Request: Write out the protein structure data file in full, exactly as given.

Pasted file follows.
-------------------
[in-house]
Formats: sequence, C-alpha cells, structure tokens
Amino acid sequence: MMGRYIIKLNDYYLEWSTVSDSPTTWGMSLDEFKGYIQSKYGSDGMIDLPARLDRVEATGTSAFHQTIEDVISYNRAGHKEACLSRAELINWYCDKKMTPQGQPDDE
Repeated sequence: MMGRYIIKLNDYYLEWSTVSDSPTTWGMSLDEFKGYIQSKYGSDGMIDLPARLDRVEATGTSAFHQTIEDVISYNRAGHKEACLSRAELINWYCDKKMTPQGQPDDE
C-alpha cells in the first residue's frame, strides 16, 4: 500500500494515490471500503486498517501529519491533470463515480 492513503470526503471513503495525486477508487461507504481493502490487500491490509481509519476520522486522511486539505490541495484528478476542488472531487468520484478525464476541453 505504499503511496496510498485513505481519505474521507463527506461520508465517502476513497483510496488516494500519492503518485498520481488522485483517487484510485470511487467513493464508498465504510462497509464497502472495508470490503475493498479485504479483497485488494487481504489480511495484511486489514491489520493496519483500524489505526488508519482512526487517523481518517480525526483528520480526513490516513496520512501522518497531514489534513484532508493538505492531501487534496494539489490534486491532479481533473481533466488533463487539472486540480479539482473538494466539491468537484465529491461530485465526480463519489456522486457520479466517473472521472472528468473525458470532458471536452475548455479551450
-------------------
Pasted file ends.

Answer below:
[in-house]
Formats: sequence, C-alpha cells, structure tokens
Amino acid sequence: MMGRYIIKLNDYYLEWSTVSDSPTTWGMSLDEFKGYIQSKYGSDGMIDLPARLDRVEATGTSAFHQTIEDVISYNRAGHKEACLSRAELINWYCDKKMTPQGQPDDE
Repeated sequence: MMGRYIIKLNDYYLEWSTVSDSPTTWGMSLDEFKGYIQSKYGSDGMIDLPARLDRVEATGTSAFHQTIEDVISYNRAGHKEACLSRAELINWYCDKKMTPQGQPDDE
C-alpha cells in the first residue's frame, strides 16, 4: 500500500494515490471500503486498517501529519491533470463515480 492513503470526503471513503495525486477508487461507504481493502490487500491490509481509519476520522486522511486539505490541495484528478476542488472531487468520484478525464476541453 505504499503511496496510498485513505481519505474521507463527506461520508465517502476513497483510496488516494500519492503518485498520481488522485483517487484510485470511487467513493464508498465504510462497509464497502472495508470490503475493498479485504479483497485488494487481504489480511495484511486489514491489520493496519483500524489505526488508519482512526487517523481518517480525526483528520480526513490516513496520512501522518497531514489534513484532508493538505492531501487534496494539489490534486491532479481533473481533466488533463487539472486540480479539482473538494466539491468537484465529491461530485465526480463519489456522486457520479466517473472521472472528468473525458470532458471536452475548455479551450